Young people ages 12 to 17 are far more likely to be victims of property crimes than adults. Most of these crimes occur on school grounds and are never reported. Protecting personal property and athletic gear doesn't mean your child can't have nice things with them or enjoy them. It does mean teaching them how to carefully watch or secure their property at all times.
If a student doesn't absolutely need something during the school day, they should leave it at home. It's fine to listen to a music player on the way to and from school, but once around others it's better to tuck it in a pocket of a backpack or keep it out of sight. Bragging about new sneakers or sports apparel calls attention to them.
Lockers can be broken into easily, especially if they are not properly closed. Make sure your child knows how to shut their locker tightly at the top, in the middle, and at the bottom. Request a different locker if the one assigned to your child is not working properly. Gym lockers are the most vulnerable to theft because they are often left unlocked, and changing rooms are usually not monitored.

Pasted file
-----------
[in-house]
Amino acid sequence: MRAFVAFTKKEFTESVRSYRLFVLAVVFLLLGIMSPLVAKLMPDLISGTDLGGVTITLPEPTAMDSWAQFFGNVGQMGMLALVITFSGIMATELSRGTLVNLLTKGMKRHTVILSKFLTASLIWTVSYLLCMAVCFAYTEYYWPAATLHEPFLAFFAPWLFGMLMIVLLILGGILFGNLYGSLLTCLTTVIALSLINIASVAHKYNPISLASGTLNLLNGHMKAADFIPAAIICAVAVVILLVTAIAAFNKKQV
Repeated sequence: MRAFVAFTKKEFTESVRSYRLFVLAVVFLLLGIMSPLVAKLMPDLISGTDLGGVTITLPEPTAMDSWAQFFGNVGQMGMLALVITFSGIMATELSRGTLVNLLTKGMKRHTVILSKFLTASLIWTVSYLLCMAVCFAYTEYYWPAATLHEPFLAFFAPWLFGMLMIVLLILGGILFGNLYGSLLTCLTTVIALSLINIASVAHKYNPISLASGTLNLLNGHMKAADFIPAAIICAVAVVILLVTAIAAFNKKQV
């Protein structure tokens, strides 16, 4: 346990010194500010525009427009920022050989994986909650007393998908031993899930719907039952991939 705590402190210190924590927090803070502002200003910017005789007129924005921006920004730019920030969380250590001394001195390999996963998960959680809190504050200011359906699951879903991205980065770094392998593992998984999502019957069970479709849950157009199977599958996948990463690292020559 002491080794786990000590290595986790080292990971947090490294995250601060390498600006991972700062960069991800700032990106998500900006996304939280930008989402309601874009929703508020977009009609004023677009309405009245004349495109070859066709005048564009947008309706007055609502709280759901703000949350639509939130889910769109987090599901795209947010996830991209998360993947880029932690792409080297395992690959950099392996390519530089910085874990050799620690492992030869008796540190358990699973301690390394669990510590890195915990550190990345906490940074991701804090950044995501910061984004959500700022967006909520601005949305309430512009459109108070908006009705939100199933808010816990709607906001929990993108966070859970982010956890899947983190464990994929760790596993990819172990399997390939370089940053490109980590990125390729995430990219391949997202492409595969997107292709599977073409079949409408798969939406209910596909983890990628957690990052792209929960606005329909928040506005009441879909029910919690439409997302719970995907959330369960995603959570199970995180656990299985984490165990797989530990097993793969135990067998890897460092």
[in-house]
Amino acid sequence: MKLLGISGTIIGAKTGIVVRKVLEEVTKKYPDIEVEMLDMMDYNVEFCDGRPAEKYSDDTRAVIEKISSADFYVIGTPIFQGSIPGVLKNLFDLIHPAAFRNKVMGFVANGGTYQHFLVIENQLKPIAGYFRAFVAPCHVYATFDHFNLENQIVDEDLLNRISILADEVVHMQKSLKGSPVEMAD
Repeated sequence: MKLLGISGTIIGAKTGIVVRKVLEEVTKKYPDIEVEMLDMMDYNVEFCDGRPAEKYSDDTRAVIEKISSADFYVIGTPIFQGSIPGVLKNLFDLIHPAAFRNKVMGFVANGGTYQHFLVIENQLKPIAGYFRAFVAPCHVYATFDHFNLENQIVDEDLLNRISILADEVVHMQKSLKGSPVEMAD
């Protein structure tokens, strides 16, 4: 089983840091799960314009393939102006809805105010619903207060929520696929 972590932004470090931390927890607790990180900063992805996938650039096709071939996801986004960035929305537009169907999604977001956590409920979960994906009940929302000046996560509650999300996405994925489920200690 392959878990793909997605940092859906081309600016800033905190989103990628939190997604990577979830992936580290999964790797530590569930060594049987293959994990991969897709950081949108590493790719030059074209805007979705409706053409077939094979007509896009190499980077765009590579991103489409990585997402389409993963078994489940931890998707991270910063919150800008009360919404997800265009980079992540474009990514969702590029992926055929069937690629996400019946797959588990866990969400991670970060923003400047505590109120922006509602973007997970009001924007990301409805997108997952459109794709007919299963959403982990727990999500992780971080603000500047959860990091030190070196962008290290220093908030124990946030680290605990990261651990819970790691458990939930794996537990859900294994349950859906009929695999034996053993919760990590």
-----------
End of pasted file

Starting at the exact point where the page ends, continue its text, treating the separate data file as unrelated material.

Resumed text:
Even if valuables are left unattended in a child's duffel or backpack, no one has the right to take them. Train your child to report the theft immediately to school authorities and to you, and the police. Note the date, time, and location of the incident. If someone else witnessed the theft, ask for the person's full name. Prompt reporting is an important factor in recovering stolen items.
Students who watch out for each other make the entire school safer and more enjoyable. They also learn the best ways to report theft and suspicious activities.